I don’t always have the answer. I don’t always feel like talking about stuff I’m secretly worried about too.

But I’m honoured I’m being asked those questions.



About Author

French woman in English Canada. World citizen, new mom, traveler, translator, writer and photographer. Looking for comrades to start a new revolution.


  1. Yesterday, we had to talk about sickness, and treatment and hospital because the daycare’s director announced to us, parents, her cancer. B. eventually asked me about the name of this sickness. I shrugged, realized there was nothing to hide, and tell her. « Cancer », she repeated, « ok ». I found it easier to speak about it with a 5 years old than a grown up, because there are no such things as death or pain in their way of thinking. They are very rational

    • Yes, EXACTLY! I’m slowly learning that 1) for kids, nothing is taboo and I want to encourage Mark to talk about stuff we adults would rather not talk about (homeless people, death, etc.) 2) there’s no need to give a lengthy explanation unless encouraged to do so. Phew.

  2. I remember kids I babysat asking me about the birds and the bees, had to tell them it was something they should ask mum and dad 😉
    And it’s funny seeing them explore the world and learn so much.
    When I was a kid, I loved, loved, loved reading my “tout l’univers” and later notre encyclopedie. Avant internet quoi!

    • Same here, “tout l’univers” power! Ah, these old red-cover books… I wonder how my grand-parents got them, come to think of it. Must have been expensive back then…?

      Mark doesn’t care about the birds and bees so far 🙂 This is a fun fact of life (unlike death) so I’ll be happy to answer questions about that one!

  3. When I was a kid, my parents bought us a small encyclopedia set (not the large Encyclopedia Brittanica type) and I remember devouring their content over and over again. I was about 6 when I got them and it was a feature of my childhood for several years after that.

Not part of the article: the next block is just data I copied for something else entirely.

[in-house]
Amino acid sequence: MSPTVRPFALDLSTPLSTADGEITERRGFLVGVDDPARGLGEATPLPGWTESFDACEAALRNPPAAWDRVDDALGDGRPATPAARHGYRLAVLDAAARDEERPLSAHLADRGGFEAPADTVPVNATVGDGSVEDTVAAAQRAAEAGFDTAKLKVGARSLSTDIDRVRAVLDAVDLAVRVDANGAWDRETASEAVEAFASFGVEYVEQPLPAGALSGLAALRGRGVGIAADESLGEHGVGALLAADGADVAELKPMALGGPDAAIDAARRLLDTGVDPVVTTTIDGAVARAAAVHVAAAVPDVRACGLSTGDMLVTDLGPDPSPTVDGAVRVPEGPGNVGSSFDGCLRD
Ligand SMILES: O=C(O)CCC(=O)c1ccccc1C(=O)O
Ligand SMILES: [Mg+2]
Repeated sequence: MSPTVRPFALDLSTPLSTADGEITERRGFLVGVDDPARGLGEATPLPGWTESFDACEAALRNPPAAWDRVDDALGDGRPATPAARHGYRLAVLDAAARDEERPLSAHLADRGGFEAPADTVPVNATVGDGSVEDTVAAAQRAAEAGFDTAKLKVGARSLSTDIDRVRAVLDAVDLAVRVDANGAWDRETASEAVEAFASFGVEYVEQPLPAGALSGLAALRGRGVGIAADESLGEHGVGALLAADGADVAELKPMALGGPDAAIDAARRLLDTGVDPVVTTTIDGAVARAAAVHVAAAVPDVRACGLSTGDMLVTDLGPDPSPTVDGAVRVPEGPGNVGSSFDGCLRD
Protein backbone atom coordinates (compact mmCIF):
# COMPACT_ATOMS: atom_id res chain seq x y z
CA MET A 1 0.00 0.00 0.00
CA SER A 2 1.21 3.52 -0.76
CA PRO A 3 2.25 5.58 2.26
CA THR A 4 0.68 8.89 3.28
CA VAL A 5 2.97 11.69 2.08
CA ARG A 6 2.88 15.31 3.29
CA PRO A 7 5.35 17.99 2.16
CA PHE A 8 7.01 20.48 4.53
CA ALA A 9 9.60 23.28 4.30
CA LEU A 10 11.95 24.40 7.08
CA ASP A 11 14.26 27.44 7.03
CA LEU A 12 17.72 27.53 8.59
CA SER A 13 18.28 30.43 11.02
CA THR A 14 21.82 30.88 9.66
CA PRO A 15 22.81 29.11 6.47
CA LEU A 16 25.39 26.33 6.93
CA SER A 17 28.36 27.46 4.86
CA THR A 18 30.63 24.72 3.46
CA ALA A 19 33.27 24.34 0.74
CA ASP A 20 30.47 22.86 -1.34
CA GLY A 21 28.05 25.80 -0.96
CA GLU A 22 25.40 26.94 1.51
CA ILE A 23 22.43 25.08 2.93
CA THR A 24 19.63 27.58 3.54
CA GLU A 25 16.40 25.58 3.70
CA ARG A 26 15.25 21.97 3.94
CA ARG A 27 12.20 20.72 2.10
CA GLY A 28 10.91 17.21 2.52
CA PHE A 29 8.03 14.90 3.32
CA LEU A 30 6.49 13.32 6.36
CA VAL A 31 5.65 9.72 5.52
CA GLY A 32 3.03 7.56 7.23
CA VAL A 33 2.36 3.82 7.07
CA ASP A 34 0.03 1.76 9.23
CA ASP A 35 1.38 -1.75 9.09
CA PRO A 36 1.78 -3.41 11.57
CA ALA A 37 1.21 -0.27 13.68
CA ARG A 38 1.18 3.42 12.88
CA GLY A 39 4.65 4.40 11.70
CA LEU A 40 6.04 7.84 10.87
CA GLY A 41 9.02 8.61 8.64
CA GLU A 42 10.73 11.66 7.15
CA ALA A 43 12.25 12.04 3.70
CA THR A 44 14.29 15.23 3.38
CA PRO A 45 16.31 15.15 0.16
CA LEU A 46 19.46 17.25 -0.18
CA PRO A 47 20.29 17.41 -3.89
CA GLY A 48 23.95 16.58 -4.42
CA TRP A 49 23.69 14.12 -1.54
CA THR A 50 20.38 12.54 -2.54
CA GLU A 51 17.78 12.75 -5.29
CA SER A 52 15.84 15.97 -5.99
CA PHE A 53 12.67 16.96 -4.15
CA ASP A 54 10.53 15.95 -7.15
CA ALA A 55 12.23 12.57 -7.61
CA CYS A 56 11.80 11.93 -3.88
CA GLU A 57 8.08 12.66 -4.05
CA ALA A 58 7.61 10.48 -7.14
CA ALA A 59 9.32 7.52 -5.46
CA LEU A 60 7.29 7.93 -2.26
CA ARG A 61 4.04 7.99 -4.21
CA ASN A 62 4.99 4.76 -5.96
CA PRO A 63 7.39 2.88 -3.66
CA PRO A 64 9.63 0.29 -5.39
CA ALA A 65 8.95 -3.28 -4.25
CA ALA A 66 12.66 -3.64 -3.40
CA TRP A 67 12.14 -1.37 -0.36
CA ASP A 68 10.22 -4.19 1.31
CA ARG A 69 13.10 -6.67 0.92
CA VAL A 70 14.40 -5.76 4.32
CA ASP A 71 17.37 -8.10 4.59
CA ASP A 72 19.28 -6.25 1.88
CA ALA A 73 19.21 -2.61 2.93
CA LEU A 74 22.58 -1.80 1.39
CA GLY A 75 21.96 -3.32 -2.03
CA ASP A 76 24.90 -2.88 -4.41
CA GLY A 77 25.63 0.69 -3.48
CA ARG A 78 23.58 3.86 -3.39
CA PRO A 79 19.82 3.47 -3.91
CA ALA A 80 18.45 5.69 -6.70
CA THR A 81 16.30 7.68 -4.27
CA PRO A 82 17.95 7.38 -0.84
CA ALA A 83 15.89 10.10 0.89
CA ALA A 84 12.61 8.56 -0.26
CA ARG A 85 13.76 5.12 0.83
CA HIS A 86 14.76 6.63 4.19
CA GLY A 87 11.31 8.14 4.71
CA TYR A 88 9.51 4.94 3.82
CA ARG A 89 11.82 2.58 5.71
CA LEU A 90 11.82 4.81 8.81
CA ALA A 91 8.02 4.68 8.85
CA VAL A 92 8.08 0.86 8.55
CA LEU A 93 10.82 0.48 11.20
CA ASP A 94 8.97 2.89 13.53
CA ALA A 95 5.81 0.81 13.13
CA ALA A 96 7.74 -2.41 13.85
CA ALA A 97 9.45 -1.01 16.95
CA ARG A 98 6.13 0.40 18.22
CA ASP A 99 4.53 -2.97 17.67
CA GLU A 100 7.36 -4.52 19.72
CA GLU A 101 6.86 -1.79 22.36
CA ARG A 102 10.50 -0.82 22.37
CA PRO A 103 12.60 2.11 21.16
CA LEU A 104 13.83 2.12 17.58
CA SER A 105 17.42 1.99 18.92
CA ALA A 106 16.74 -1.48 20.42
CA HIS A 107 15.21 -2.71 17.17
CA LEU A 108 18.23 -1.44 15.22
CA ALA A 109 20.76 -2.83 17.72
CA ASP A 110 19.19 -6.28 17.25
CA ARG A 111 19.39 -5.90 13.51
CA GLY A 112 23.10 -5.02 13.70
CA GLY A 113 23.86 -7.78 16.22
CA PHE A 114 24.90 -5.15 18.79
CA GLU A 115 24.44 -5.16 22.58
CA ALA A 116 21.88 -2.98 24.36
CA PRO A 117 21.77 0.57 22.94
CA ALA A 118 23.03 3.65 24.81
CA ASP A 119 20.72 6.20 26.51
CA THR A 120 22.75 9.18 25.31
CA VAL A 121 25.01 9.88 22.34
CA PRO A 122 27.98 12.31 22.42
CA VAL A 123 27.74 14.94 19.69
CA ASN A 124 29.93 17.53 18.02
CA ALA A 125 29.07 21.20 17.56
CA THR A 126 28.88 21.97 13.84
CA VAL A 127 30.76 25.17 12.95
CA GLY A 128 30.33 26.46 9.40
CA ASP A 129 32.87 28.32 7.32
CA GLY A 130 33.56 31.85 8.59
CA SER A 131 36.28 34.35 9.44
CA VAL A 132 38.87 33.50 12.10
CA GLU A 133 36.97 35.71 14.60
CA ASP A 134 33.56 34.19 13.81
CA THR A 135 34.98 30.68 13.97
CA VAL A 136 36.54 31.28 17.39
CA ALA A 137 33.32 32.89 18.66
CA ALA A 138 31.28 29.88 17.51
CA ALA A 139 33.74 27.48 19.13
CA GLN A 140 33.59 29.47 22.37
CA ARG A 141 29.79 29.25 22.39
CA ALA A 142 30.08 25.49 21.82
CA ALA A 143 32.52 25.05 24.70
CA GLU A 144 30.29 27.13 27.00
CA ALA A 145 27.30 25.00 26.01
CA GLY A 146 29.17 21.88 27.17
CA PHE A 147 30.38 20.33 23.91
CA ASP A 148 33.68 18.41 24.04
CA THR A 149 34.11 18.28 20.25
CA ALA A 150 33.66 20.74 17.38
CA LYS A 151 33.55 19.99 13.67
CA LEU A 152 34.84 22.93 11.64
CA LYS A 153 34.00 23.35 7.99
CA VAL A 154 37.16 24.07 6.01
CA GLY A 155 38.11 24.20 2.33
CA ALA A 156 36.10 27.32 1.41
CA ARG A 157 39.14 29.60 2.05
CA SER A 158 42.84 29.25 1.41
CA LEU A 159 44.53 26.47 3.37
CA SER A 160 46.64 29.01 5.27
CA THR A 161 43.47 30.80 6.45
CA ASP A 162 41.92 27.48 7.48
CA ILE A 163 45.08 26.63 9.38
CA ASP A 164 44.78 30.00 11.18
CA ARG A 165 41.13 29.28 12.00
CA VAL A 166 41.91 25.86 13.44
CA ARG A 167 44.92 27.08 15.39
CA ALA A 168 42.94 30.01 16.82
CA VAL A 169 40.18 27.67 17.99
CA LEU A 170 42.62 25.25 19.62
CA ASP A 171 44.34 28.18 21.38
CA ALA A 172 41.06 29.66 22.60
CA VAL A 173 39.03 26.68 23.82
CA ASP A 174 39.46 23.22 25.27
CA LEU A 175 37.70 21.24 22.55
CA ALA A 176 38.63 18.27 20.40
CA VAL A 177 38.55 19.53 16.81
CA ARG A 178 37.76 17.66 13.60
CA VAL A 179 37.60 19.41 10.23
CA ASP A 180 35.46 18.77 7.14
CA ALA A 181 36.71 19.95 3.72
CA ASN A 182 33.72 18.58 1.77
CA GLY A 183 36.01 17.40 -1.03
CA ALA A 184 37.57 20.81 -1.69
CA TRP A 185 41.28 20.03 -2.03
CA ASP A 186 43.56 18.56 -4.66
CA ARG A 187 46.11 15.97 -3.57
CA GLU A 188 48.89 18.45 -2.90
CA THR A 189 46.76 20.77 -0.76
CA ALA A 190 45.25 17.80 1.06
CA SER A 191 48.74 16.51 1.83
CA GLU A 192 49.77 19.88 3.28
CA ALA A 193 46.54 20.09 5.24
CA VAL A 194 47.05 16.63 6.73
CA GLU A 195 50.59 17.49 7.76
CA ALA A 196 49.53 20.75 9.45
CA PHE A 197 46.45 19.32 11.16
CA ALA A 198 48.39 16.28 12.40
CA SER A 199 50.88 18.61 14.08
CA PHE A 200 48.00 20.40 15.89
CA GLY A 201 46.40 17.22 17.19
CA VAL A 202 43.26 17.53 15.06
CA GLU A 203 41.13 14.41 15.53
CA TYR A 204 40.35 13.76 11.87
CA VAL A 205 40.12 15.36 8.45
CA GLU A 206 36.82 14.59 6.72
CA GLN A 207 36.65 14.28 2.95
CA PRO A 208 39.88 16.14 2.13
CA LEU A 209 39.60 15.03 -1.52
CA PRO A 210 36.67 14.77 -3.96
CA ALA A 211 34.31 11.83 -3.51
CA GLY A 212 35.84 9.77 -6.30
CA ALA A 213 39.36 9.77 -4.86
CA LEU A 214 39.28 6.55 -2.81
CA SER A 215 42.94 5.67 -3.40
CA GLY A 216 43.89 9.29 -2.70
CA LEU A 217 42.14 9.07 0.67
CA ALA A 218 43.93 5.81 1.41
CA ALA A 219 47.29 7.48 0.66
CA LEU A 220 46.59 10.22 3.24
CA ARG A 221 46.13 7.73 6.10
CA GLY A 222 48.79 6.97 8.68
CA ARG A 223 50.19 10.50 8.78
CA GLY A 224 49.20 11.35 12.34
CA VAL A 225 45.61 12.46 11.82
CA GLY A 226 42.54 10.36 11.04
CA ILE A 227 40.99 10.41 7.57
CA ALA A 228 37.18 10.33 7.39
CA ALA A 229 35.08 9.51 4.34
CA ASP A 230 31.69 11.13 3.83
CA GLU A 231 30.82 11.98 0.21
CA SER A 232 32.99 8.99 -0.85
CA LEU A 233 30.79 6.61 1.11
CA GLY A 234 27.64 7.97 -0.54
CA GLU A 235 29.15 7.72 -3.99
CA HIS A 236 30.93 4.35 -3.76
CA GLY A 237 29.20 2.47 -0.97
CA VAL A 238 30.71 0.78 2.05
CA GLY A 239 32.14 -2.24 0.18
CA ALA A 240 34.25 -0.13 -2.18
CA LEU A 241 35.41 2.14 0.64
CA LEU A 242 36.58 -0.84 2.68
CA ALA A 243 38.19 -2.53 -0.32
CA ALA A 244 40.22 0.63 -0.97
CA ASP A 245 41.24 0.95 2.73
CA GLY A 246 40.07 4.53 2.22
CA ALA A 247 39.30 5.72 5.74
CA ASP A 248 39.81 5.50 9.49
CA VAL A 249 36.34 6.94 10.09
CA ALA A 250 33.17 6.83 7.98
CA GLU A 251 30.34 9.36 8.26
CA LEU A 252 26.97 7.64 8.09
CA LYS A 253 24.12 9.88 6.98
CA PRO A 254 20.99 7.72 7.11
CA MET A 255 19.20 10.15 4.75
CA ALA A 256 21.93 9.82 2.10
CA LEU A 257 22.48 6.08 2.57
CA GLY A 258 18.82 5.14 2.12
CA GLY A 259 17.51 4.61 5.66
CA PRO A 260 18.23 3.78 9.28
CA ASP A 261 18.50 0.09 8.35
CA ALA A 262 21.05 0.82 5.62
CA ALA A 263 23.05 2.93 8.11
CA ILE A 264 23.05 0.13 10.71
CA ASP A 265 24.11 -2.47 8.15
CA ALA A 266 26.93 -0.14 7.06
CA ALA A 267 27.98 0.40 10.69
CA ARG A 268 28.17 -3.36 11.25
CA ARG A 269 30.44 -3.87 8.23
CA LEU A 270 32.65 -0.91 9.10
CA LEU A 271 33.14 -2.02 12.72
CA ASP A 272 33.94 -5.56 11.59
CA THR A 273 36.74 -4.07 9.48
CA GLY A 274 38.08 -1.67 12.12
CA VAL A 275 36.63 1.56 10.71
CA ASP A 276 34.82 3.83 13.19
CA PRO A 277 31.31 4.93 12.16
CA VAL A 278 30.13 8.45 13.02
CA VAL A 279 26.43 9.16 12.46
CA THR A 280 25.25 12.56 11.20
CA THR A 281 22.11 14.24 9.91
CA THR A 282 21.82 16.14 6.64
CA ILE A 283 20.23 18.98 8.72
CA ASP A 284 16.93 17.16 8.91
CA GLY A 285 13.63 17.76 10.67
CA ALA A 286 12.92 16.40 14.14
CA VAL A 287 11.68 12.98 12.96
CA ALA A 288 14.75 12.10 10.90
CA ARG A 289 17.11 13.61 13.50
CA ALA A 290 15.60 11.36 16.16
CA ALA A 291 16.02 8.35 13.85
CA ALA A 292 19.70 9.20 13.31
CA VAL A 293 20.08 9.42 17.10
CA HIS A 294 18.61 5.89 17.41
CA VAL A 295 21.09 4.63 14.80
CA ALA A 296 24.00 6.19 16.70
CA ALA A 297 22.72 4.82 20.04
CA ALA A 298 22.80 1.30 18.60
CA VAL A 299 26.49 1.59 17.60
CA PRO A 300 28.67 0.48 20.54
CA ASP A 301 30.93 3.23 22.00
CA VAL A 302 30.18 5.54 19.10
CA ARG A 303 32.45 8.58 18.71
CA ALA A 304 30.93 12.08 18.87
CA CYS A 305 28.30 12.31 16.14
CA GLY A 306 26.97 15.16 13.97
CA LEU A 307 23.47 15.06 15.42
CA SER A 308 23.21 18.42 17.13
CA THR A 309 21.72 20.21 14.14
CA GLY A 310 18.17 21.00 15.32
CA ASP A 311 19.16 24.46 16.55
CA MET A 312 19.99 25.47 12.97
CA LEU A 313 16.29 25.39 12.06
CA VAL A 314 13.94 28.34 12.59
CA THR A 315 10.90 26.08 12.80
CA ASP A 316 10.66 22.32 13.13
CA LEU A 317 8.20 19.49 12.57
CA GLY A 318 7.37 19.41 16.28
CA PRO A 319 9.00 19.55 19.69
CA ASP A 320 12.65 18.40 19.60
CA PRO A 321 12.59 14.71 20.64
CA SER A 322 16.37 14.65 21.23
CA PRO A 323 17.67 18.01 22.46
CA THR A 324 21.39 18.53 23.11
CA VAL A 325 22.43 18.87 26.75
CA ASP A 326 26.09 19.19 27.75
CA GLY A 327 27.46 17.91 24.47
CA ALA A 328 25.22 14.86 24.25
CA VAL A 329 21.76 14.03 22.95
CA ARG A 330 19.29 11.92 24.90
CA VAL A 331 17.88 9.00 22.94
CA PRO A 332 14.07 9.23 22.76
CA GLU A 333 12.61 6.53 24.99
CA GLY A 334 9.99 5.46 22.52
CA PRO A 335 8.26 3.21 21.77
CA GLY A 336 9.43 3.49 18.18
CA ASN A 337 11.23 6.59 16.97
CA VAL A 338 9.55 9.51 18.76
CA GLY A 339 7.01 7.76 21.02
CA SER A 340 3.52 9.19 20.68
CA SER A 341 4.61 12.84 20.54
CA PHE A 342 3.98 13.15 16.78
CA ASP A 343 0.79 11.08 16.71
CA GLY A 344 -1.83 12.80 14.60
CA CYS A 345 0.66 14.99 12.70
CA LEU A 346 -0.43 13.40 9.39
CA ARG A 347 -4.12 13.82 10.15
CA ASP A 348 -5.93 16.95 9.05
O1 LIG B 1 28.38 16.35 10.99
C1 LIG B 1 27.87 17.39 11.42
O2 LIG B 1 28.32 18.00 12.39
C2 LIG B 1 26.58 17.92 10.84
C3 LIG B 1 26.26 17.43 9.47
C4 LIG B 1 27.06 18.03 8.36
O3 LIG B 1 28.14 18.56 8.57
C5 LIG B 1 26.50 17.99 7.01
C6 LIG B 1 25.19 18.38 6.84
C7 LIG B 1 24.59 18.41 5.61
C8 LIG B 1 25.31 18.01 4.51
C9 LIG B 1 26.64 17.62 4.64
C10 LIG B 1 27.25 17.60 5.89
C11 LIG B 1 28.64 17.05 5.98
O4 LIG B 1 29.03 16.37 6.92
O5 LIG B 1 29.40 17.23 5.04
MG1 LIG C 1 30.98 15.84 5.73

4. As you said, it’s always an honour to be asked a question from a kid because in that case they think you might have THE answers to any question Sometimes they need a detailed explanation, sometimes they just need to be reassured and sometimes they ask weird questions (I guess he asks you if he can go to pee because you are the boss and it’s a bit like at school, you need to ask your teacher or at least tell her you have to go to pee).
    I remember when my little brother was a little kid, he had a small bike and used to ride it on the pedestrian walk. He knew he couldn’t cross the road alone but he could either wait for us at the end of the pedestrian walk, or come back and then turn around. He used to ask us “I have arrived at the end, can I come back to you and then bike till here again?” Every single time there was a road crossing. So it was about every two minutes while we were having a walk XD

    • I had such a facepalm moment when I read your comment! 😆 I can’t believe I never thought that Mark is probably used to asking permission to use the bathroom at school. Mother of the year award here! I’ll ask him but I think you’re right. Thank you for your perspective@

      I love the story about your little brother. I can totally picture him (and you)!

  5. SUCH a great story. I always thought I’d get asked The Big Questions from my kids. But when they were little they always wanted to know totally random stuff like “are the Rice Krispie elves brothers or just friends” and “does spiderman have a belly button” and “if oranges were yellow, would we still call them oranges”. It was tiring, I’m not gonna lie :).

    • Your kids’ questions are AWESOME! So creative, so unique and… completely out of the blue, I bet! Do you even manage to find an appropriate answer?!